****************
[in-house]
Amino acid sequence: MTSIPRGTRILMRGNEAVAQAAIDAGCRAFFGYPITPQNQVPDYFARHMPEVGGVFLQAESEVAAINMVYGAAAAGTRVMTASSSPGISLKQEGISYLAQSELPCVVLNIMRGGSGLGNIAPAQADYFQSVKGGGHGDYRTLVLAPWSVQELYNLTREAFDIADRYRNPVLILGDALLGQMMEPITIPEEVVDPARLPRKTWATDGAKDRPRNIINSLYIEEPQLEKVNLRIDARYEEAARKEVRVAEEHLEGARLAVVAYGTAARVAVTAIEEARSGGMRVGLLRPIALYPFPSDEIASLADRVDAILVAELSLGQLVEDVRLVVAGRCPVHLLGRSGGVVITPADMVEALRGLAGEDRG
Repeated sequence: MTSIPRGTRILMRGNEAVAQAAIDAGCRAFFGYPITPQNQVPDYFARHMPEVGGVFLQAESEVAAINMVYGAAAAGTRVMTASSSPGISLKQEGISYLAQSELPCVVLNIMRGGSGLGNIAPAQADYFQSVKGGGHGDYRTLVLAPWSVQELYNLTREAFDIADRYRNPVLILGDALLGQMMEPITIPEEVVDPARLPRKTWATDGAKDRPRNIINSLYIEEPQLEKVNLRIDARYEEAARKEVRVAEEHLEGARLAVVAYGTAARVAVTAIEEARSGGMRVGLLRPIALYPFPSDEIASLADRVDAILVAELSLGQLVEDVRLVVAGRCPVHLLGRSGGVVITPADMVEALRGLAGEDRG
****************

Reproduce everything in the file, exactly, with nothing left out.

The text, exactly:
[in-house]
Amino acid sequence: MTSIPRGTRILMRGNEAVAQAAIDAGCRAFFGYPITPQNQVPDYFARHMPEVGGVFLQAESEVAAINMVYGAAAAGTRVMTASSSPGISLKQEGISYLAQSELPCVVLNIMRGGSGLGNIAPAQADYFQSVKGGGHGDYRTLVLAPWSVQELYNLTREAFDIADRYRNPVLILGDALLGQMMEPITIPEEVVDPARLPRKTWATDGAKDRPRNIINSLYIEEPQLEKVNLRIDARYEEAARKEVRVAEEHLEGARLAVVAYGTAARVAVTAIEEARSGGMRVGLLRPIALYPFPSDEIASLADRVDAILVAELSLGQLVEDVRLVVAGRCPVHLLGRSGGVVITPADMVEALRGLAGEDRG
Repeated sequence: MTSIPRGTRILMRGNEAVAQAAIDAGCRAFFGYPITPQNQVPDYFARHMPEVGGVFLQAESEVAAINMVYGAAAAGTRVMTASSSPGISLKQEGISYLAQSELPCVVLNIMRGGSGLGNIAPAQADYFQSVKGGGHGDYRTLVLAPWSVQELYNLTREAFDIADRYRNPVLILGDALLGQMMEPITIPEEVVDPARLPRKTWATDGAKDRPRNIINSLYIEEPQLEKVNLRIDARYEEAARKEVRVAEEHLEGARLAVVAYGTAARVAVTAIEEARSGGMRVGLLRPIALYPFPSDEIASLADRVDAILVAELSLGQLVEDVRLVVAGRCPVHLLGRSGGVVITPADMVEALRGLAGEDRG